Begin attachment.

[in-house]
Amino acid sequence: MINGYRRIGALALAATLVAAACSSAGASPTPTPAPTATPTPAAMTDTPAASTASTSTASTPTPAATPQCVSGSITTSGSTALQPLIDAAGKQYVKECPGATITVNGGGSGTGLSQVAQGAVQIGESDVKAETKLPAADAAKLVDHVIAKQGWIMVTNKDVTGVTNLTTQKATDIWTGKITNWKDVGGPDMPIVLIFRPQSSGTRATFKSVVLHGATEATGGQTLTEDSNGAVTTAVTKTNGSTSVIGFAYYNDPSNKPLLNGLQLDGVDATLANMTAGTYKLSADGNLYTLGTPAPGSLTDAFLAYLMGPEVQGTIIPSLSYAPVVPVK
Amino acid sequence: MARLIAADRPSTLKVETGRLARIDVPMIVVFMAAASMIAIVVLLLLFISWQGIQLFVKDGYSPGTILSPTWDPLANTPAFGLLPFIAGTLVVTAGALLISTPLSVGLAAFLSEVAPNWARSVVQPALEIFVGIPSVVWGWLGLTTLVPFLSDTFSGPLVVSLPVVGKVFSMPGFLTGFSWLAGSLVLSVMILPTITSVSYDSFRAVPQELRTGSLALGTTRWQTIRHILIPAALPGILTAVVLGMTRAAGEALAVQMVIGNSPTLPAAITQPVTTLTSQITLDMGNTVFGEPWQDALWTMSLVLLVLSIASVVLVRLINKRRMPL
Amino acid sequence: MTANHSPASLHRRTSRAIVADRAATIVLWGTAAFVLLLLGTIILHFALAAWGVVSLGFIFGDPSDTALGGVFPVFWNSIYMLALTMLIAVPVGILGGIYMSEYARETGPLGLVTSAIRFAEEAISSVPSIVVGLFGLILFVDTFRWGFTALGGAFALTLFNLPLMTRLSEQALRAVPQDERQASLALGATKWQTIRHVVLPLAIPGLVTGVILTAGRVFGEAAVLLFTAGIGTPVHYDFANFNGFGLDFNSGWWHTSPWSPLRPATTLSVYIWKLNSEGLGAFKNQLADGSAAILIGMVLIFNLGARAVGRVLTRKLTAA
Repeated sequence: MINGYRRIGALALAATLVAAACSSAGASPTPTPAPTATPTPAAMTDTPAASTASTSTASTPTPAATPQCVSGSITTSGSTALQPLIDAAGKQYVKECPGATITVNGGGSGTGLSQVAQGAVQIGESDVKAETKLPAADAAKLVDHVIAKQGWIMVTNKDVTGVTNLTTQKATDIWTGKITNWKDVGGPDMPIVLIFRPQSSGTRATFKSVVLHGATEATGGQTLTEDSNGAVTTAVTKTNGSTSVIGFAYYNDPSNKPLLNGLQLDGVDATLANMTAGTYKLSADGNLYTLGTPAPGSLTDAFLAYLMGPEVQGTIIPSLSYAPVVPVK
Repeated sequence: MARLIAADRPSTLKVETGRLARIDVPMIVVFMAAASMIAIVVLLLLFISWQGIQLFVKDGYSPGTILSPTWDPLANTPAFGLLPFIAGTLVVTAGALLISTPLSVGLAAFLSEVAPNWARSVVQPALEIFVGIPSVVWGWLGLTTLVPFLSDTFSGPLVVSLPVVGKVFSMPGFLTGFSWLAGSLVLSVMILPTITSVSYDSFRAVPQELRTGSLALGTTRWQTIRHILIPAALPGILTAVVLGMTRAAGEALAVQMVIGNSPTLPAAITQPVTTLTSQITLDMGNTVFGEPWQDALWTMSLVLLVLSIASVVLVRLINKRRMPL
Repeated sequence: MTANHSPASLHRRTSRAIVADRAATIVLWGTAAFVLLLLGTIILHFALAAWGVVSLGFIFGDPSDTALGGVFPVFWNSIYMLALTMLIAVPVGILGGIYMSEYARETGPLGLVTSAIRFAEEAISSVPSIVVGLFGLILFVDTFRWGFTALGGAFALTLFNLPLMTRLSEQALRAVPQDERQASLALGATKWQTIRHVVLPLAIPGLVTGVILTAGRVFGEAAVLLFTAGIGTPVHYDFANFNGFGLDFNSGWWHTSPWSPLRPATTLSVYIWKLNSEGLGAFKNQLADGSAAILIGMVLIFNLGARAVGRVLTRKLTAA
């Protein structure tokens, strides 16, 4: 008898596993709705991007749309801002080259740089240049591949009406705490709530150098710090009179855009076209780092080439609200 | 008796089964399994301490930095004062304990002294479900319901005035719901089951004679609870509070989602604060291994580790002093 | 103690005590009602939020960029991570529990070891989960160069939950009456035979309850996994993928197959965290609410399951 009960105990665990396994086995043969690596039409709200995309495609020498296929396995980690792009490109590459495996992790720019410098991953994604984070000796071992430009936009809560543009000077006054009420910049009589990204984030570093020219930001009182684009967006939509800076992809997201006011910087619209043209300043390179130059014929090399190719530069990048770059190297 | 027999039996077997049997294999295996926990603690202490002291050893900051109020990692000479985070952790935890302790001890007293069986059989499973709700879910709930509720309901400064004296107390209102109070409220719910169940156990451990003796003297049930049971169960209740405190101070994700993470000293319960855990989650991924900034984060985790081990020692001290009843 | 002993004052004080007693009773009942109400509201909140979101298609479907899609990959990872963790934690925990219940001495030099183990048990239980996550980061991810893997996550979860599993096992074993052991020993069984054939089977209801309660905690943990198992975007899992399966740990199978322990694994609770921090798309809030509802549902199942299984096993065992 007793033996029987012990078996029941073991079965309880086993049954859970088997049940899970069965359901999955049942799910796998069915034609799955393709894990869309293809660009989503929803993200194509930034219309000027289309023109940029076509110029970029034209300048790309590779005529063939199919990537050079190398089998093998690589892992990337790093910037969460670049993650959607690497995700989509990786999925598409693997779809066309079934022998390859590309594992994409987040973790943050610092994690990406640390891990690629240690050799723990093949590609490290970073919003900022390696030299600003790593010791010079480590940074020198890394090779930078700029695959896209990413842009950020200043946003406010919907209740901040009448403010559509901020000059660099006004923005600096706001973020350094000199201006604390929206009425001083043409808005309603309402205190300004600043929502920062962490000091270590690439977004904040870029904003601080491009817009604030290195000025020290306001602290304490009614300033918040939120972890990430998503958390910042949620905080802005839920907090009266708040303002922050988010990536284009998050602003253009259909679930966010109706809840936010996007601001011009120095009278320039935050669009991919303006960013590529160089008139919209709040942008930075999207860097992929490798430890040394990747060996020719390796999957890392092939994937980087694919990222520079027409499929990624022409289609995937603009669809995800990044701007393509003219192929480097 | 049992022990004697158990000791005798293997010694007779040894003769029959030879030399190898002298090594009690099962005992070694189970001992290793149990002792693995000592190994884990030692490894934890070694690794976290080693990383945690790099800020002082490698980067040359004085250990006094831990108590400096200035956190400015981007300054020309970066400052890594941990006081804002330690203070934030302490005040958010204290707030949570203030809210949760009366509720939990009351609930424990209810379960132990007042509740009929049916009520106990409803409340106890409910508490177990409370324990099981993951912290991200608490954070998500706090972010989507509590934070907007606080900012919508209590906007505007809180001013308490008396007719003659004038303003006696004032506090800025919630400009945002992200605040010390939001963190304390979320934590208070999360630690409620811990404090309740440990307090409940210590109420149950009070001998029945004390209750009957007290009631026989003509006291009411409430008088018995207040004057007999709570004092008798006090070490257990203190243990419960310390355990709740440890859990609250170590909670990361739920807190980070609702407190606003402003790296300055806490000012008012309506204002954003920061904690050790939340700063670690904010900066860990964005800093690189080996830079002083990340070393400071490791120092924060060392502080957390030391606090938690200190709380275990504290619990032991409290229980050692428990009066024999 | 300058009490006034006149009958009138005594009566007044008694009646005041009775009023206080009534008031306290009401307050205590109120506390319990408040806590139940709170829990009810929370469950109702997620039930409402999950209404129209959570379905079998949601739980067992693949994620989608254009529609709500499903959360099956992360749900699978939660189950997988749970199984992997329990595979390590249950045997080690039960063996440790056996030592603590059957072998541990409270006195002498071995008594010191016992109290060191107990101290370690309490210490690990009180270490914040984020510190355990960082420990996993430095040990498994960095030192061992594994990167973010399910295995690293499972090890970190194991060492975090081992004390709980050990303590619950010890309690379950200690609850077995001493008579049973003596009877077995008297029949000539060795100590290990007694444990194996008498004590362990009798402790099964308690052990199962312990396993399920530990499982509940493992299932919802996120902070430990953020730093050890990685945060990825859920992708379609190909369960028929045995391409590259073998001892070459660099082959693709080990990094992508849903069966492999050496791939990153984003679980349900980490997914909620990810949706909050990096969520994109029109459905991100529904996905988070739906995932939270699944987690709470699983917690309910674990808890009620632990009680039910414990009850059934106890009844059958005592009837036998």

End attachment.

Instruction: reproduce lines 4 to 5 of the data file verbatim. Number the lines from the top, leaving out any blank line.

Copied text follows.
Amino acid sequence: MTANHSPASLHRRTSRAIVADRAATIVLWGTAAFVLLLLGTIILHFALAAWGVVSLGFIFGDPSDTALGGVFPVFWNSIYMLALTMLIAVPVGILGGIYMSEYARETGPLGLVTSAIRFAEEAISSVPSIVVGLFGLILFVDTFRWGFTALGGAFALTLFNLPLMTRLSEQALRAVPQDERQASLALGATKWQTIRHVVLPLAIPGLVTGVILTAGRVFGEAAVLLFTAGIGTPVHYDFANFNGFGLDFNSGWWHTSPWSPLRPATTLSVYIWKLNSEGLGAFKNQLADGSAAILIGMVLIFNLGARAVGRVLTRKLTAA
Repeated sequence: MINGYRRIGALALAATLVAAACSSAGASPTPTPAPTATPTPAAMTDTPAASTASTSTASTPTPAATPQCVSGSITTSGSTALQPLIDAAGKQYVKECPGATITVNGGGSGTGLSQVAQGAVQIGESDVKAETKLPAADAAKLVDHVIAKQGWIMVTNKDVTGVTNLTTQKATDIWTGKITNWKDVGGPDMPIVLIFRPQSSGTRATFKSVVLHGATEATGGQTLTEDSNGAVTTAVTKTNGSTSVIGFAYYNDPSNKPLLNGLQLDGVDATLANMTAGTYKLSADGNLYTLGTPAPGSLTDAFLAYLMGPEVQGTIIPSLSYAPVVPVK